Students Weather the Effects of Harvey

Hurricane Harvey directly impacted Rockport, Texas, about 30 miles north of Corpus Christi, according to The New York Times. As it moved further from the coast, it downgraded to a tropical storm and has dumped “catastrophic rains” over southeastern Texas, including Houston and surrounding areas, as well as southwestern Louisiana.

The storm has taken at least 18 lives, prompted thousands of rescues, and caused extreme flooding that may continue all week.

Members of the Texas Tech community have felt the effects of this storm in a variety of ways. Bryant Dunn, who graduated in May 2017 with a master’s degree in accounting, recently moved to Houston to start his new career. He recorded the video below.

“Work is closed until Wednesday at least, but I imagine we won’t go in until next week as the rain is continuing to fall,” Dunn said.

While Dunn’s three-story townhouse in midtown has not flooded and still has power and running water, he said his biggest concern right now is food.

“We have some left, but most of the grocery stores are closed or out of food. We had to go to Spec’s liquor store for food and water,” he said.

He joked that they may be low on food, but they have three different types of liquor. As far as being stuck inside, he said he is lucky to be with a friend and not far from others to keep him entertained.

Some homes in the storm’s path were not as lucky as Dunn’s. Tech student Steven Muenster’s parents had recently moved to Rockport to build a new house near the beach after his father’s retirement. They were living in a condominium while construction was almost complete.

Steven Muenster. Maddy McCarty/The Hub@TTU

“The condominium blew away in Hurricane Harvey. It got completely leveled,” Muenster said. “Their house, they don’t really know.”

Since his parents evacuated to a friend’s house in Austin, they have not been back yet to check the damages.

“They’re going to go back on Wednesday or Thursday to see how it’s doing, then they’re going to find somewhere to live that’s not in Rockport, but nearby,” he said.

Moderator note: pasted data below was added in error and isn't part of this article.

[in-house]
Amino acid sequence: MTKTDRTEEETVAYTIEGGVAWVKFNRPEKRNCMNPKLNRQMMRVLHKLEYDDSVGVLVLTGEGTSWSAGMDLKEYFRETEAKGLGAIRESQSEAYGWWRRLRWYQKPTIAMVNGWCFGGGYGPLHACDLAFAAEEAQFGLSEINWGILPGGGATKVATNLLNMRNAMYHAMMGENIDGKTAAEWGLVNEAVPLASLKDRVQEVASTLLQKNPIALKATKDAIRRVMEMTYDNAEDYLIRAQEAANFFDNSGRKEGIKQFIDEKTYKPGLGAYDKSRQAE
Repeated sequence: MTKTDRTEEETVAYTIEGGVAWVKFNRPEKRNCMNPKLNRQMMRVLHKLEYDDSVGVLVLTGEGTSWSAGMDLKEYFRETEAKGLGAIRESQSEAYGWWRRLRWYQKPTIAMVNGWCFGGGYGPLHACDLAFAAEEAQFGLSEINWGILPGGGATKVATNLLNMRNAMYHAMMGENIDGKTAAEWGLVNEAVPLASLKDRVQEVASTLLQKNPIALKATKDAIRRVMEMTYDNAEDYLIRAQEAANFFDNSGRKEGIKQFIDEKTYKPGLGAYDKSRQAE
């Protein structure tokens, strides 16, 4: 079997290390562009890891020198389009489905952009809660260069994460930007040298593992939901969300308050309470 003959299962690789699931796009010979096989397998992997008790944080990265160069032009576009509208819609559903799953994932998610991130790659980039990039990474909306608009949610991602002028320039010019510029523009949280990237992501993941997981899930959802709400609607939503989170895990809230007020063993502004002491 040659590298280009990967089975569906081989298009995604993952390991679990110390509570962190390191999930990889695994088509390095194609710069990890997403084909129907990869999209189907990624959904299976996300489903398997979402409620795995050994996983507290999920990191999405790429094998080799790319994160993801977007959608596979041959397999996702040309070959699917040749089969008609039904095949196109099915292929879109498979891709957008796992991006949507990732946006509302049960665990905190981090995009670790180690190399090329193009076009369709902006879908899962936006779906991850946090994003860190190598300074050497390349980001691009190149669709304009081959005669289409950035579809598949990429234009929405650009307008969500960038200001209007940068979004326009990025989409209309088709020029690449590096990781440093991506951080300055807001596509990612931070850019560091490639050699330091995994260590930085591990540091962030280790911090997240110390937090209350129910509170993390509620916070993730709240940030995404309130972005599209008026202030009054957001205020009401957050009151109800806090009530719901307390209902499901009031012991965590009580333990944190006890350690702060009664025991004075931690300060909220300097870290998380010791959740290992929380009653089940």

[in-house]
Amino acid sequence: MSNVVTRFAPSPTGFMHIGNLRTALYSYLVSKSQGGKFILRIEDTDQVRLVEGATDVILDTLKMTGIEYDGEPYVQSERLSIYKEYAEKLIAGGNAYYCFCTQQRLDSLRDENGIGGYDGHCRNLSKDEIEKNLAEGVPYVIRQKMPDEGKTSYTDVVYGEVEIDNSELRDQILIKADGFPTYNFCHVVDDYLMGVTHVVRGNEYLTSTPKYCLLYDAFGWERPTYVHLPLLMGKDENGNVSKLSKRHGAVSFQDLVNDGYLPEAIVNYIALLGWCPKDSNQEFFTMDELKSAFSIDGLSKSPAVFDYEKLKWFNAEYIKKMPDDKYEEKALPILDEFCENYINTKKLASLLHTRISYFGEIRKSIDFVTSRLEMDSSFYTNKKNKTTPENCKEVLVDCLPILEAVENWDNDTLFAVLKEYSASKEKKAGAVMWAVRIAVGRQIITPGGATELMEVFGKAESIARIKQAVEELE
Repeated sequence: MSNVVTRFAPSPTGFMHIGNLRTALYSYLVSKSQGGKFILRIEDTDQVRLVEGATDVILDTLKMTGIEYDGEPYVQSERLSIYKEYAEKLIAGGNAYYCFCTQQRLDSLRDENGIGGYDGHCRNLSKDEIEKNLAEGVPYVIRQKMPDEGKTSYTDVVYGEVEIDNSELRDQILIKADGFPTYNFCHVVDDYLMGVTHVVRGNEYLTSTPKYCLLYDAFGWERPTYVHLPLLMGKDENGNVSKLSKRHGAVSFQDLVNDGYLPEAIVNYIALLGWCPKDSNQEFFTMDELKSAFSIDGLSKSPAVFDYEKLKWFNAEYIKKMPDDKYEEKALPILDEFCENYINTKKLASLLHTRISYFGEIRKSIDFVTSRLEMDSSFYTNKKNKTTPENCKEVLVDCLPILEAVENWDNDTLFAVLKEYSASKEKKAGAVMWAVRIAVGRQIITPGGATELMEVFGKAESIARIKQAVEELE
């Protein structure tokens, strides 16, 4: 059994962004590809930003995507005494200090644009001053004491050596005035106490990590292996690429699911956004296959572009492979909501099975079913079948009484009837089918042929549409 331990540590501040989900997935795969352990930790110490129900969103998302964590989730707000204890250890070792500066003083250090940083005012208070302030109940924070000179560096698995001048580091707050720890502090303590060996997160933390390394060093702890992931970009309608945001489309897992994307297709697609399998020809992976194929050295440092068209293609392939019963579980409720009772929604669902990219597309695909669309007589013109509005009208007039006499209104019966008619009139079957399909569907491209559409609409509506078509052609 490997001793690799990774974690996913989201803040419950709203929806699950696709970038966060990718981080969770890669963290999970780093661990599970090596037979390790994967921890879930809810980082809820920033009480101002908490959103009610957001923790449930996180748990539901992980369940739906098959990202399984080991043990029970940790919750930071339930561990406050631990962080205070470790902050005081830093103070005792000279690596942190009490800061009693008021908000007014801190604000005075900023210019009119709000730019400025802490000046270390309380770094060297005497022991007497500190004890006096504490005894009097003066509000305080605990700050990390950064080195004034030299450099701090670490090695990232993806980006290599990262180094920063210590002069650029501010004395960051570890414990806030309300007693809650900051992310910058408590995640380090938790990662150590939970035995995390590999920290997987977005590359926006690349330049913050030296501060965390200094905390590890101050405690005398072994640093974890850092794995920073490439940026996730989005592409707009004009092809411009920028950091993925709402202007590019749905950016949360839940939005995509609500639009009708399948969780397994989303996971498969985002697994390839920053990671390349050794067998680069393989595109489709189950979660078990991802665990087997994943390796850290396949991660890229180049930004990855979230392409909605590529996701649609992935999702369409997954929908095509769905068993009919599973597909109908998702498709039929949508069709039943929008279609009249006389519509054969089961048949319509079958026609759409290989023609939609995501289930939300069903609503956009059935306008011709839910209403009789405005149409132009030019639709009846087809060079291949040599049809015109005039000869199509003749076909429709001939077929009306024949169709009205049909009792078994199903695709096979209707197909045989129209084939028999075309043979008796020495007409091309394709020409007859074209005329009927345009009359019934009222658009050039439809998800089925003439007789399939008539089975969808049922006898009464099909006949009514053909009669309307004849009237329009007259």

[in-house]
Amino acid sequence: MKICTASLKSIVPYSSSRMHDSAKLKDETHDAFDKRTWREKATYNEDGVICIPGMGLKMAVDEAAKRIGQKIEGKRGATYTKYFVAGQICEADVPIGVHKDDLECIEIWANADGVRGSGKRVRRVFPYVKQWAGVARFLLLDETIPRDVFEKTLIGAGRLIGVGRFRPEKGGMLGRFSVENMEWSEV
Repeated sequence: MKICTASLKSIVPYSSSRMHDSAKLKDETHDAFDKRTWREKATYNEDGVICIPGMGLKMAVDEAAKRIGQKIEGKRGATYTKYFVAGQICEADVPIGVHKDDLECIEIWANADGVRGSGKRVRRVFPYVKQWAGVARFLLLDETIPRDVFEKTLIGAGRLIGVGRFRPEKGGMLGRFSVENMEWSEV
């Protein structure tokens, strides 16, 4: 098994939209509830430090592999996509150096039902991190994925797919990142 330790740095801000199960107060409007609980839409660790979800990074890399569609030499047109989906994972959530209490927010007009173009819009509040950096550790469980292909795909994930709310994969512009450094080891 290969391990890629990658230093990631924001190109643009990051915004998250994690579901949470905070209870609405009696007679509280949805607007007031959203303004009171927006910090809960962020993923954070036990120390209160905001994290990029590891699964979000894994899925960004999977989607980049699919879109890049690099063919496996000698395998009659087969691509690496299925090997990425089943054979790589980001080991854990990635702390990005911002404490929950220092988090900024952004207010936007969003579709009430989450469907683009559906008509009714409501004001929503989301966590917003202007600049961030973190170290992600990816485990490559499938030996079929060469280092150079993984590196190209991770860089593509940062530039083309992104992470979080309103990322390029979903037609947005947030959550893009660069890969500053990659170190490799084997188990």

Muenster said he is not too worried about the homes being damaged, but he does worry for his parents.

“I know they’re going to be super stressed out with all their belongings being gone,” he said.

He hopes that they will be able to rebuild their house in Rockport, since that has been their dream after retirement for years.

Another Tech student, Ezra Chairez, has been deployed with the Texas Army National Guard to help victims of the storm. He is not exactly sure where he is headed or what he will be doing, and he said he has never been deployed like this before.

Ezra Chairez at summer training. Photo provided by Chairez.

“As I was getting ready, I felt a sense of responsibility to my state and the people of the gulf coast,” Chairez said. “I don’t know what to expect, but I’m ready and eager to help in any way I can.”

While he had been prepared for his first day of classes this semester, his plans quickly took a turn as he found out he was being deployed and leaving Lubbock for the time being.

“I’m slated to graduate in December and this has me worried about how I’m going to catch up when I get back, assuming I get back in a decent time,” Chairez said.

He said he has been in communication with his professors and the dean of the College of Media and Communication.

“They’ve all been very kind and willing to help,” Chairez said.

Other students with ties to the affected area feel regret at not being able to go help their loved ones. Christian Gibson, a current Hub@TTU employee, is from Missouri City, Texas, a suburb southwest of Houston.

Photo of Christian Gibson and his father from Facebook.

“It feels very helpless because I’m eight hours away,” Gibson said. “I feel like as soon as I would drive over there, I would be met with nothing but flood water, trash and chaos.”

Gibson’s 16-year-old sister and father are staying with a family friend outside of the affected area, along with his two dogs and one cat. He said he contacted many friends in his hometown to check on them.

Since he knows his family and friends are safe, he said his biggest concern is damages.

“I keep seeing reports that it could be… maybe to 35 billion [dollars in damages],” Gibson said, “and the storm isn’t even over yet. So who knows what kind of trail of damage and debris it’ll leave behind?”

He said there was a tornado near his home, and friends have sent him pictures of damages in places that he immediately recognized.

“When I go back to Houston, it’s definitely not going to be the same.”

Editor’s Note: The author of this story has personal ties to the sources interviewed.

About Maddy McCarty

Maddy is the Graduate Executive Director for The Hub@TTU. She loves reading, writing and petting her cats. She has a bachelor's degree in journalism, is pursuing her master's in mass communications and wants to continue reporting on important issues.

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